This one still boggles my mind.
The Baltimore Orioles have yet to lock up center fielder Adam Jones. Granted, his contract does run through 2013, so it's not like he's leaving after this season.
Nah, he'll be leaving after next. That is, unless GM Dan Duquette stops dragging his butt and offers Jones what he wants.
Jones is getting more and more expensive with every passing game. He went 1-7 against the Kansas City Royals in Wednesday's 15-inning marathon, but that one hit was a go-ahead home run in the 15th that helped the Orioles win the game.
Tell me, did you hear the sound of Jones taking money to the bank? Because I most certainly did. Especially considering that the O's are 11-1 when Jones goes deep, and nine of his homers have either tied the game for the O's or given the team the lead.
That's clutch. That's growth. And that's adding up to a huge contract which is something remarkably larger than what we as fans had initially speculated Jones deserved.
I would bet money that if Jones were to hit the open market he'd easily be able to sign something like an eight year, $100 million deal. That amount of money is not out of the question for the talented outfielder, and when you look at how deals around baseball are growing astronomically, it appears to become even more likely.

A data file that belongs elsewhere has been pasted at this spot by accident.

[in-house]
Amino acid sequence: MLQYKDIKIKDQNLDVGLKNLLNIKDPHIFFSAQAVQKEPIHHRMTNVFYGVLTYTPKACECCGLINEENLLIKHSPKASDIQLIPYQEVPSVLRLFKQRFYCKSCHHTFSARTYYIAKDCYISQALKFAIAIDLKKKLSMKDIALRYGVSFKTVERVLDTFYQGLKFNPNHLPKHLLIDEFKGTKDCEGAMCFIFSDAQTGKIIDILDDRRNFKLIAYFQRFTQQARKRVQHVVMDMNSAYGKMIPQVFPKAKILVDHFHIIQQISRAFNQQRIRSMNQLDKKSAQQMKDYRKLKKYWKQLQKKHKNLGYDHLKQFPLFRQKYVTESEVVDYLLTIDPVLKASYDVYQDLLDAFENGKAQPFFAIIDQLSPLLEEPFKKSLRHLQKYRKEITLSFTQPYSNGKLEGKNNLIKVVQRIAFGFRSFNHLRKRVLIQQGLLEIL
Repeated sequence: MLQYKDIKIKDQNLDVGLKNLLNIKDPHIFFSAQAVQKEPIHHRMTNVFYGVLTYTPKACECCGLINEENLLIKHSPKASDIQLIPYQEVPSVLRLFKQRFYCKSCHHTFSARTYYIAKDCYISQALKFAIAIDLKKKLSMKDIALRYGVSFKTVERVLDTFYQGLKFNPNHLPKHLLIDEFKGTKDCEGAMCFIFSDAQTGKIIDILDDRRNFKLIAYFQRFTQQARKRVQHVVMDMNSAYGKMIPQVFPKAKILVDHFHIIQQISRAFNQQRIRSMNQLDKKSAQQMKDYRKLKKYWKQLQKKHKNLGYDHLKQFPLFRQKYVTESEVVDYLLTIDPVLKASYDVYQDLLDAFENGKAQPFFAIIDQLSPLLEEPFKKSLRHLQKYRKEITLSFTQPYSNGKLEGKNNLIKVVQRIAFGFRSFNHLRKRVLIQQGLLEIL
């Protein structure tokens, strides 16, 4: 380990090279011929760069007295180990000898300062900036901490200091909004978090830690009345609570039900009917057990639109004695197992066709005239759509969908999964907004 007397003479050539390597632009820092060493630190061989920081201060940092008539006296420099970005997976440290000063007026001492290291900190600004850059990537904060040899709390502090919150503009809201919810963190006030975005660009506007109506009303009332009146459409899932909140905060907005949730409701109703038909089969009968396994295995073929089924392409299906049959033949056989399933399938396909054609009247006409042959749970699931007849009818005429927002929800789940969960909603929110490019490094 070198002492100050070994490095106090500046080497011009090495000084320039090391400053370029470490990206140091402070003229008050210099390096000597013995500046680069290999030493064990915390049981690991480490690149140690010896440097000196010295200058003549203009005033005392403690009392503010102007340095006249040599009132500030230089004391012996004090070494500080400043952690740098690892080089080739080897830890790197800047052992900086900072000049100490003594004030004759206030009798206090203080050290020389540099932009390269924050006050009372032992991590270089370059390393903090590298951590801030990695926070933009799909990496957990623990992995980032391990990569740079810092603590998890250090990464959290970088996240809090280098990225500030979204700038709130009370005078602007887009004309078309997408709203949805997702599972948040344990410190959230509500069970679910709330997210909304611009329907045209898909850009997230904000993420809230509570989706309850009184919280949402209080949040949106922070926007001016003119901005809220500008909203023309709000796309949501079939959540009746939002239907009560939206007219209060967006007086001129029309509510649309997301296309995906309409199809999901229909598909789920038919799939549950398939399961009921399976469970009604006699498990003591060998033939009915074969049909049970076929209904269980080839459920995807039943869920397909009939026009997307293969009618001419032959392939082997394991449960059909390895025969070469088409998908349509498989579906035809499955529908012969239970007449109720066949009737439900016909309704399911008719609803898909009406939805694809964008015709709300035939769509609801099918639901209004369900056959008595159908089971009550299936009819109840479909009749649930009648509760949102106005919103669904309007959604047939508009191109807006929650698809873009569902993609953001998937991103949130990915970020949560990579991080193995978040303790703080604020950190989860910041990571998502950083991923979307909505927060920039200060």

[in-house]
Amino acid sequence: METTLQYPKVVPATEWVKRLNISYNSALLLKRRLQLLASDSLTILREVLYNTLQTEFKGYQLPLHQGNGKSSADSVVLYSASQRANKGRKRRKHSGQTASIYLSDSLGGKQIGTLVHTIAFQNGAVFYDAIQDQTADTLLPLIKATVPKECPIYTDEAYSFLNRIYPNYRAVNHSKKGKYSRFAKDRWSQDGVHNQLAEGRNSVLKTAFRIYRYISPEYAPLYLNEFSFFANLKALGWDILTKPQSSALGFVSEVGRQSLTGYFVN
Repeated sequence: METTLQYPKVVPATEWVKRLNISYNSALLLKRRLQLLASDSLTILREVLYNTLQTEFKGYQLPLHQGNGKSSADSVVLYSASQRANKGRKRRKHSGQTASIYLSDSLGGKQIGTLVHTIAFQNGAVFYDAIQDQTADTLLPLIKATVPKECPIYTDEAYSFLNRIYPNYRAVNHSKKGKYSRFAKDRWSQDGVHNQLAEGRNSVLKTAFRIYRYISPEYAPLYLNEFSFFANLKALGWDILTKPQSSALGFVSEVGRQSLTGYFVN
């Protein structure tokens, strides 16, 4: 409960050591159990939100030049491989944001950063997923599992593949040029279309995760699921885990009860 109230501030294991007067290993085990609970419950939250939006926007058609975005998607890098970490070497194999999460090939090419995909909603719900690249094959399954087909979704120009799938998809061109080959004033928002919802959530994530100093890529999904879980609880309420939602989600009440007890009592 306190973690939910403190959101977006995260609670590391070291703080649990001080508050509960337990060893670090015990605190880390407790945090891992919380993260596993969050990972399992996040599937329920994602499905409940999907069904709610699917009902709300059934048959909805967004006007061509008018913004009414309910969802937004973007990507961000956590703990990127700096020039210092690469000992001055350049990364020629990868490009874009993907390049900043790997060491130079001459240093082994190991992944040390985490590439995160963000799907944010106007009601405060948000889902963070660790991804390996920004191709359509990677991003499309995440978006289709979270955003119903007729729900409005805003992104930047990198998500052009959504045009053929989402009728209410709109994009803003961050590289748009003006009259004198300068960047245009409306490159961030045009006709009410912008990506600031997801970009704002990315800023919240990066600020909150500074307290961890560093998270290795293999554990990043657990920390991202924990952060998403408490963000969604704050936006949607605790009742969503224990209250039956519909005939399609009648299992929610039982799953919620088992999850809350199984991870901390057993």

The closer Jones gets to free agency, the more tempted he'll be to test it and see what kind of contract offers he can get. And we all know that once he gets to free agency, it'll be even less likely the O's will sign him long-term.
If you were the GM of the Orioles, what would you do with Adam Jones?
One thing going for the O's is their great start to this season. If they can keep it up come midseason, Jones may be much more willing to negotiate and sign an extension because the team will be winning for the first time in his career.
Players like to win. If the O's can keep on winning, Jones may like even more to make a long-term commitment to the city of Baltimore.
This needs to get done. Unless the O's have the ground fall out from under them and they go back to the O's of the last 14 seasons, in which case Jones needs to be traded for prospects, we should sign him long term.
Duquette needs to initiate talks. Owner Peter Angelos needs to open his checkbook and give Jones what he wants.
Because Jones is certainly worth it to the team, to the fans, and to the city of Baltimore.